City Council appoints Stacy Goodman to open seat
March 7, 2011
By Warren Kagarise
NEW — 9 p.m. March 7, 2011
City Council members appointed Stacy Goodman to the council Monday night, ending a monthslong process to fill the seat and adding a fresh face to the board.
The council listened to applicants for a vacant seat for 90 minutes last week, but needed 20 minutes — and a couple of rounds of balloting — to appoint a successor to former Councilwoman Maureen McCarry.
“I believe there is a space up at the dais for you to occupy,” Mayor Ava Frisinger said after she administered the oath of office to the latest council addition.
Goodman, a past editor of The Issaquah Press, adds a fresh face — and a long résumé as a civic volunteer and municipal board member — to the seven-member council. The former journalist bested eight other applicants to hold the post until after the November council election. Members appointed her in a 4-2 decision.
“I didn’t always agree with what she wrote about me or the issue that I supported and she did not, but I always respected her for that,” Councilman Fred Butler said. “She treated me fairly and she was objective — and somewhat unyielding when it comes to doing the right thing.”
In the initial nomination, council members picked Goodman and applicant Paul Winterstein as top choices, and the council deadlocked in a 3-3 tie.
The decision hinged on Councilman Joshua Schaer, after he shifted support from Winterstein to Goodman.
“I’m usually not one to back down on a decision I make, but again, this is an impossible decision,” Schaer said before the 4-2 decision to appoint Goodman. “It’s going either require me to make that call, or it’s going to require one of my colleagues.”
Councilman Tola Marts backed Winterstein throughout both balloting rounds.
“I believe the two critical components of leadership are vision and judgment, and I believe that I have been lucky enough over the years to see these in ample quantities in Paul,” Marts said.
The council heard from the applicants during 10-minute presentations March 1. Then, the council recessed into a closed-door executive session for about 30 minutes to discuss applicants’ qualifications.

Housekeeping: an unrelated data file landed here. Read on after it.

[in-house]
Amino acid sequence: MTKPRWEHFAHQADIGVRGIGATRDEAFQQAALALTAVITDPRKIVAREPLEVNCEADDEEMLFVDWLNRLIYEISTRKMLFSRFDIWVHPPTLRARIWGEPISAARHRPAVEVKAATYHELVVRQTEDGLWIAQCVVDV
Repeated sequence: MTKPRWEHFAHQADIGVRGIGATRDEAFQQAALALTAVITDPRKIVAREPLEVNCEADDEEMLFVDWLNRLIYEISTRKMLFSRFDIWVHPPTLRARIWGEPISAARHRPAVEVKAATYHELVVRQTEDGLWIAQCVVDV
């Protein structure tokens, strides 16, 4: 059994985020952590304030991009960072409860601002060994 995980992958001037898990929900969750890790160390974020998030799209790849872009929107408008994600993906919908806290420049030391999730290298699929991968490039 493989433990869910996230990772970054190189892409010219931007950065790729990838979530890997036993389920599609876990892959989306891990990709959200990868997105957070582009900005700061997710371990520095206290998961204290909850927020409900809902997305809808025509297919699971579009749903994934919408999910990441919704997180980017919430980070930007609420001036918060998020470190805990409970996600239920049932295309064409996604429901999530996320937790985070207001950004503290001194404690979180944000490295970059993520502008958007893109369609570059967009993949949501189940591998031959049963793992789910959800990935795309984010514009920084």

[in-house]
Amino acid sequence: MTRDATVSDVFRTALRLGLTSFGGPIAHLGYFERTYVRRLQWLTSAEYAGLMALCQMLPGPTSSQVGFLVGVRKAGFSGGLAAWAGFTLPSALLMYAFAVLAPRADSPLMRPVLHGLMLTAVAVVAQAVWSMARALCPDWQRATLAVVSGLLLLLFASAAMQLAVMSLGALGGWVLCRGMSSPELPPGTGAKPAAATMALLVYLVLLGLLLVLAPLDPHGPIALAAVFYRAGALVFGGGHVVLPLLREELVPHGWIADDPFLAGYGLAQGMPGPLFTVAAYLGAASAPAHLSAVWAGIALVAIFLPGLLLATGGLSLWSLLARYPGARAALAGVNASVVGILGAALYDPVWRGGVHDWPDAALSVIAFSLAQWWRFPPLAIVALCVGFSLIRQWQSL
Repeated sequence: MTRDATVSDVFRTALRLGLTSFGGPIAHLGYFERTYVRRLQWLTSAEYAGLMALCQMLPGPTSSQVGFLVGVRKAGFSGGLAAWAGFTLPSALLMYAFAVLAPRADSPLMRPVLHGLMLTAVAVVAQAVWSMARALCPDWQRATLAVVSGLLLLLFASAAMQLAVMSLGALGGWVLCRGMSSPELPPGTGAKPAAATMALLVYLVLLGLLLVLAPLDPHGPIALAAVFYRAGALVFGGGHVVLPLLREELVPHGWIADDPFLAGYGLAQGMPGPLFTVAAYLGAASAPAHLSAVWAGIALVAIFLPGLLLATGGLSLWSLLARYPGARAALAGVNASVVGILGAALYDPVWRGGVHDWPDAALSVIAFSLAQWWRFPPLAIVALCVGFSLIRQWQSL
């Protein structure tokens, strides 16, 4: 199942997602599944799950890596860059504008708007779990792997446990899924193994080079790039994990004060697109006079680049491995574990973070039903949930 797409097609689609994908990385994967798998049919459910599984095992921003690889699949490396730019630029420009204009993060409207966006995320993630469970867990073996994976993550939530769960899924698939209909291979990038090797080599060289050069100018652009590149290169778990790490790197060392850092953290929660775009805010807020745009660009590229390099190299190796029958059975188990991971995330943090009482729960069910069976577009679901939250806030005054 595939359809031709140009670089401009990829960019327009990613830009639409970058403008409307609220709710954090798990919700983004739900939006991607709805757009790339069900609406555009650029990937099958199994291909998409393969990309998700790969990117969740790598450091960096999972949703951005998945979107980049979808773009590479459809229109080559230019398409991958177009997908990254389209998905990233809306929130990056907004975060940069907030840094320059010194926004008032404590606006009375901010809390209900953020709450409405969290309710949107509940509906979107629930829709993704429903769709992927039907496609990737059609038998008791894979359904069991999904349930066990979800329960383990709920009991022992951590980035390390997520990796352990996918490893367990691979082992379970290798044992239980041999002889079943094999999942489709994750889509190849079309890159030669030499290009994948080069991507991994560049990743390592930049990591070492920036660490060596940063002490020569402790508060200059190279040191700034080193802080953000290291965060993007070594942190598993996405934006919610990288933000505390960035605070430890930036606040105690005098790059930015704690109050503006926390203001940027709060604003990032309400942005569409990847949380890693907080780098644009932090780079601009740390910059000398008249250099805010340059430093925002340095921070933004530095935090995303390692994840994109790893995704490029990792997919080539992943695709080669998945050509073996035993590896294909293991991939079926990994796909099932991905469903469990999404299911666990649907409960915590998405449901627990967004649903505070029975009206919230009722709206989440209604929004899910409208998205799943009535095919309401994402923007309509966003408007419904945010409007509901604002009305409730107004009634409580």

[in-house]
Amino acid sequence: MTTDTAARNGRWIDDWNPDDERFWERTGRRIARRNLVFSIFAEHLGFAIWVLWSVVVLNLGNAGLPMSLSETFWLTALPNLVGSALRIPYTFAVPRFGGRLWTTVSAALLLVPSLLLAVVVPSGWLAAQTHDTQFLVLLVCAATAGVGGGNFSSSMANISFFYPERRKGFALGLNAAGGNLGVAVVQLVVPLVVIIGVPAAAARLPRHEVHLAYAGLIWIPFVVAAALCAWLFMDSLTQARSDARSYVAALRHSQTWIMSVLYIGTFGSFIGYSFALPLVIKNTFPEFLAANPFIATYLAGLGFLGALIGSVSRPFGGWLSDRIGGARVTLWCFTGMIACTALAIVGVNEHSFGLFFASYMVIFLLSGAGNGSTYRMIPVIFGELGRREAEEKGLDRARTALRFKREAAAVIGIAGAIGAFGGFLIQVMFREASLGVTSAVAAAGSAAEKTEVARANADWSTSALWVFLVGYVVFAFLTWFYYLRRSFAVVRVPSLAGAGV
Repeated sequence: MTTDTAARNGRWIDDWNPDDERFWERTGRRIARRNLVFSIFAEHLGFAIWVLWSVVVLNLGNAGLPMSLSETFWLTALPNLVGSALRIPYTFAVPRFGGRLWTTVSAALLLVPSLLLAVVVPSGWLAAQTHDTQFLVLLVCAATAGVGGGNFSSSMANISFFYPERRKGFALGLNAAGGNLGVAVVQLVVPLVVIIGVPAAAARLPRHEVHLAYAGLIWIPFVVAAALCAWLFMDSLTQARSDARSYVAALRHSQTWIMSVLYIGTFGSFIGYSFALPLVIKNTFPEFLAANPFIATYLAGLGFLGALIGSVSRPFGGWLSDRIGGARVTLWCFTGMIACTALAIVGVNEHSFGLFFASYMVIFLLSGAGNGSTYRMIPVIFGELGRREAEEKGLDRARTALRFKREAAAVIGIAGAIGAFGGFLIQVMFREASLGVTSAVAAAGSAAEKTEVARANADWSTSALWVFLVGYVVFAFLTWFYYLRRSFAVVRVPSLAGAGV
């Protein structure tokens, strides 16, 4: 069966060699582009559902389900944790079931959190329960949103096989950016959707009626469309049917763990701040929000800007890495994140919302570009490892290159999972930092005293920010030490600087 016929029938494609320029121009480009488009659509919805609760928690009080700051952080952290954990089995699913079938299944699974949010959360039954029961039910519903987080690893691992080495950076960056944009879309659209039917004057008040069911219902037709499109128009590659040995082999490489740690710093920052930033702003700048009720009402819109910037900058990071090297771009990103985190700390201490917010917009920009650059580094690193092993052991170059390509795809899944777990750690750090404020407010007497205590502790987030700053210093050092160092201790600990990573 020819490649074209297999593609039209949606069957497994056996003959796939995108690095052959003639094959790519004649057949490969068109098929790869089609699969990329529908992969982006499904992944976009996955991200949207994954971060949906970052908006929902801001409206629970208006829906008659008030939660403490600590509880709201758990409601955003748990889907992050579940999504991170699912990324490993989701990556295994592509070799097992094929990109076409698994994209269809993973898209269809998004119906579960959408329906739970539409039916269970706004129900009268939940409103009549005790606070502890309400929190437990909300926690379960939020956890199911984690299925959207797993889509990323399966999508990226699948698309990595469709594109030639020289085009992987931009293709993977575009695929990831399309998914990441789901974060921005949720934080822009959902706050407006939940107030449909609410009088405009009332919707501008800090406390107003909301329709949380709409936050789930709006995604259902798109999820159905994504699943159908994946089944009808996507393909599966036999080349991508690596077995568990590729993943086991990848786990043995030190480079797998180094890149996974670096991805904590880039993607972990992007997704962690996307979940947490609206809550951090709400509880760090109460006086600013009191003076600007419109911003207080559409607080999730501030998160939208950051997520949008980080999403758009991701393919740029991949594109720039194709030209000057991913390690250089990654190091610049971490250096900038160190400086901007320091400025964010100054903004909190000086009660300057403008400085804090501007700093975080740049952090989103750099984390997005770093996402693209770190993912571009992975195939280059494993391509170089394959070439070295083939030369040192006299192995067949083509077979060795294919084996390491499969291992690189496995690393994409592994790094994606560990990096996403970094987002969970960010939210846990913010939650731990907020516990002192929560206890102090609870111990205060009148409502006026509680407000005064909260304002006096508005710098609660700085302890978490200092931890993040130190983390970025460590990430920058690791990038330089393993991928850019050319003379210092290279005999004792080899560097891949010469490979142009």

Under state law, the council can discuss qualifications in a closed-door session, but interviews and the decision must occur in public meetings. Members said the council did not discuss nominating a particular applicant for the seat during the executive session, and remained tight-lipped about possible frontrunners in the days after the applicant presentations.
Goodman is due to serve until after the next council election in November. The victor in the council race serves until Dec. 31, 2013. (The salary for council members is $700 per month.)
The decision to appoint the Goodman is bound to reverberate during the campaign season for council seats — if she decides to run for the seat.
In addition to the just-appointed seat, the council posts held by Council President John Traeger, plus Butler and Schaer, appear on the November ballot. Only Schaer has so far announced a bid for another term.
Goodman still has time to decide. Candidates must file to run in Issaquah and other races by June 10.
McCarry resigned Dec. 20, less than a year into a four-year term. The midterm opening for a council seat is rare. The most recent members to join the council — Marts and Mark Mullet — joined the board in January 2010.
McCarry resigned to fight amyotrophic lateral sclerosis, or Lou Gehrig’s disease, although the longtime public servant has remained involved in the search. In February, she said applicants Goodman and Nina Milligan sought advice during the application process.
Like other midterm council openings in recent years, the process to appoint McCarry’s successor attracted numerous applicants.
The most recent council vacancy — created after then-Councilwoman Nancy Davidson resigned in 2006 — attracted 12 applicants, but one candidate dropped out before the interviews started. Former Councilman Joe Forkner became the council’s choice for the seat.
The opening in 1997, created after then-councilwoman Frisinger left to serve as mayor, included 10 applicants. The council later appointed McCarry to succeed Frisinger.